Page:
China's top 10 scientific breakthroughs of 2021, announced on Tuesday, range from space exploration 36,000 kilometers away to ocean probes 10,000 meters deep.
The 10 breakthroughs, which the Ministry of Science and Technology selected from a list of 310, are without doubt some of the greatest achievements scientists have made.
When the Martian probe Tianwen-1 landed on the Red Planet in May, China became the second country in the world to have achieved the feat.
The list also includes the Five-Hundred-Meter Aperture Spherical Radio Telescope catching the world's biggest fast radio storm sample, helping China secure a pole position in space studies. A soft-bodied robot exploring the Mariana Trench, the deepest part of any ocean on Earth, has helped China take the lead position in deep-sea anti-pressure robot design, too.
The breakthroughs would not have been possible without team efforts. Take the Tianwen-1 mission, for example. It took tens of thousands of workers to mix the metals used to build the probe, program all software and install them and carry out tests to ensure everything ran smoothly.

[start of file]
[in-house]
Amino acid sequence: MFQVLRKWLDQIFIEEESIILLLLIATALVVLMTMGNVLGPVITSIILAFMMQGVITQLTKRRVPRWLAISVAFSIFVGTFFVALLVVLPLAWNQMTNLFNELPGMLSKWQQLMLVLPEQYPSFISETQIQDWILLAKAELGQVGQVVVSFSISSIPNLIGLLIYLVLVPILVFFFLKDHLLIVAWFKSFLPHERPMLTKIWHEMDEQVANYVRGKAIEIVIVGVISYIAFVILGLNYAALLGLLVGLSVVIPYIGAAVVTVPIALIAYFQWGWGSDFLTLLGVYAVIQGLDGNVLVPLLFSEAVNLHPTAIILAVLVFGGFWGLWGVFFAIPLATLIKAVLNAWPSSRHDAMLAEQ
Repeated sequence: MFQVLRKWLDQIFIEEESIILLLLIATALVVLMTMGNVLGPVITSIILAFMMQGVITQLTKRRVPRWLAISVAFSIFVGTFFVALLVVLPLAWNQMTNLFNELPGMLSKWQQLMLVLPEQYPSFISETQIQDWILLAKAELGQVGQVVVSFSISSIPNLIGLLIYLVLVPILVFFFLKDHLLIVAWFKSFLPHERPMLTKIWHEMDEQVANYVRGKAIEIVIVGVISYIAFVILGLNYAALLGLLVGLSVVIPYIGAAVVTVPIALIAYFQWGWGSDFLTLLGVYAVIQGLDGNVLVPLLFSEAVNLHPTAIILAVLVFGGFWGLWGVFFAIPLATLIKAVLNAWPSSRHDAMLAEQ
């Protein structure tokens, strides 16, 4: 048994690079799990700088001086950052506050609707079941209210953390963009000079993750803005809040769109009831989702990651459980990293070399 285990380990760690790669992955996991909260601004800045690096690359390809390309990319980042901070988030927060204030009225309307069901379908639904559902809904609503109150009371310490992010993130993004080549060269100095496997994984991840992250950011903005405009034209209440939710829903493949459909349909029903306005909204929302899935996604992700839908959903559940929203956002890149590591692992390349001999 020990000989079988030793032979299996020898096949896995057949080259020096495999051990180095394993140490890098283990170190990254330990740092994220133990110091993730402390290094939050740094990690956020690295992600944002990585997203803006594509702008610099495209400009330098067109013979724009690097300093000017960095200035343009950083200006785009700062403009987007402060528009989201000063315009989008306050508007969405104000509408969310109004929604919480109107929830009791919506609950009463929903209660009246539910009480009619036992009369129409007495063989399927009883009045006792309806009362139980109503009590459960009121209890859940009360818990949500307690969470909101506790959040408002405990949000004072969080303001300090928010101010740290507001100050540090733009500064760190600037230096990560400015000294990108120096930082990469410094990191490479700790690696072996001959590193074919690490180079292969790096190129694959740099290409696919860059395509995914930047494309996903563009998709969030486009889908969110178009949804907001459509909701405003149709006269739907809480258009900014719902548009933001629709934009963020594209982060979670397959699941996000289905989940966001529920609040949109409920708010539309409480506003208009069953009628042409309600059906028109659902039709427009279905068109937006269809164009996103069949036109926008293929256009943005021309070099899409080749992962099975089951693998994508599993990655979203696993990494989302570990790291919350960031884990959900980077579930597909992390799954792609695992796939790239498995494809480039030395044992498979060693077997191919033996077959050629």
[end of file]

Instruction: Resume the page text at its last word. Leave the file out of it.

Every time such breakthroughs are announced, however, some people ask if it is worth spending so much money to serve a few, or if these achievements affect common people's daily lives.
But, of course, they do. The technologies enabling spaceships to fly and deep-sea submarines to dive can also improve the daily lives of ordinary residents. The Tianhe core module, launched in April 2021, for example, makes use of technology to recycle urine, provide medical facilities in a micro-gravity environment, as well as control temperature and dampness. All these technologies can be applied in ordinary houses to improve people's lives.
The robot probing the Mariana Trench has a soft muscle that other robots can use for mining.
These are just two examples. All the technologies employed in the 10 breakthroughs can one day be applied to make life better for common people. And that's what technology is meant for.